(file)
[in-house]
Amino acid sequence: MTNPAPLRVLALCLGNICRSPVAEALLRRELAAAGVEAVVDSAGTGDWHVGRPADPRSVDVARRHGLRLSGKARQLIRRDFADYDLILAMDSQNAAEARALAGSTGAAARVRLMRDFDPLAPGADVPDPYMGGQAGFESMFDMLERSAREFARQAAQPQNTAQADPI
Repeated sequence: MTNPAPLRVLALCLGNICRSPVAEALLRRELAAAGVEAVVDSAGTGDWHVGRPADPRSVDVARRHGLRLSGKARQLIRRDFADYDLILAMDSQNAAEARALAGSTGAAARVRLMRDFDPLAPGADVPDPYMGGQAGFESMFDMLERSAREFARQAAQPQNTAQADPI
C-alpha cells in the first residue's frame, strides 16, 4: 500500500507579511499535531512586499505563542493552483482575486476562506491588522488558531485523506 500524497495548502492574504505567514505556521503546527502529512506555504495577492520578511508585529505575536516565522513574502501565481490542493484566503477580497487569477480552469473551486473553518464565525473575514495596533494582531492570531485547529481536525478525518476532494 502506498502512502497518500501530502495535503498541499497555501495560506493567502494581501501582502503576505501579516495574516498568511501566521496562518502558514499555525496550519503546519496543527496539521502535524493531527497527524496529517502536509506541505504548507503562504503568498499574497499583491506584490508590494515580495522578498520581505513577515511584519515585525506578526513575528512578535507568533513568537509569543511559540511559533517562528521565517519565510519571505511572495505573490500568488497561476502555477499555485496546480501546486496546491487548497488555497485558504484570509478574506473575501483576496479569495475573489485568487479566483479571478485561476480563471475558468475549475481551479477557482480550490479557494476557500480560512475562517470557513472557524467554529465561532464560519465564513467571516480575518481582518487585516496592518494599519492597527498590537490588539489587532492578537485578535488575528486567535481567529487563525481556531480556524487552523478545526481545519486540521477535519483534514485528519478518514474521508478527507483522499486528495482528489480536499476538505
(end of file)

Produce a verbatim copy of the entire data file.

[in-house]
Amino acid sequence: MTNPAPLRVLALCLGNICRSPVAEALLRRELAAAGVEAVVDSAGTGDWHVGRPADPRSVDVARRHGLRLSGKARQLIRRDFADYDLILAMDSQNAAEARALAGSTGAAARVRLMRDFDPLAPGADVPDPYMGGQAGFESMFDMLERSAREFARQAAQPQNTAQADPI
Repeated sequence: MTNPAPLRVLALCLGNICRSPVAEALLRRELAAAGVEAVVDSAGTGDWHVGRPADPRSVDVARRHGLRLSGKARQLIRRDFADYDLILAMDSQNAAEARALAGSTGAAARVRLMRDFDPLAPGADVPDPYMGGQAGFESMFDMLERSAREFARQAAQPQNTAQADPI
C-alpha cells in the first residue's frame, strides 16, 4: 500500500507579511499535531512586499505563542493552483482575486476562506491588522488558531485523506 500524497495548502492574504505567514505556521503546527502529512506555504495577492520578511508585529505575536516565522513574502501565481490542493484566503477580497487569477480552469473551486473553518464565525473575514495596533494582531492570531485547529481536525478525518476532494 502506498502512502497518500501530502495535503498541499497555501495560506493567502494581501501582502503576505501579516495574516498568511501566521496562518502558514499555525496550519503546519496543527496539521502535524493531527497527524496529517502536509506541505504548507503562504503568498499574497499583491506584490508590494515580495522578498520581505513577515511584519515585525506578526513575528512578535507568533513568537509569543511559540511559533517562528521565517519565510519571505511572495505573490500568488497561476502555477499555485496546480501546486496546491487548497488555497485558504484570509478574506473575501483576496479569495475573489485568487479566483479571478485561476480563471475558468475549475481551479477557482480550490479557494476557500480560512475562517470557513472557524467554529465561532464560519465564513467571516480575518481582518487585516496592518494599519492597527498590537490588539489587532492578537485578535488575528486567535481567529487563525481556531480556524487552523478545526481545519486540521477535519483534514485528519478518514474521508478527507483522499486528495482528489480536499476538505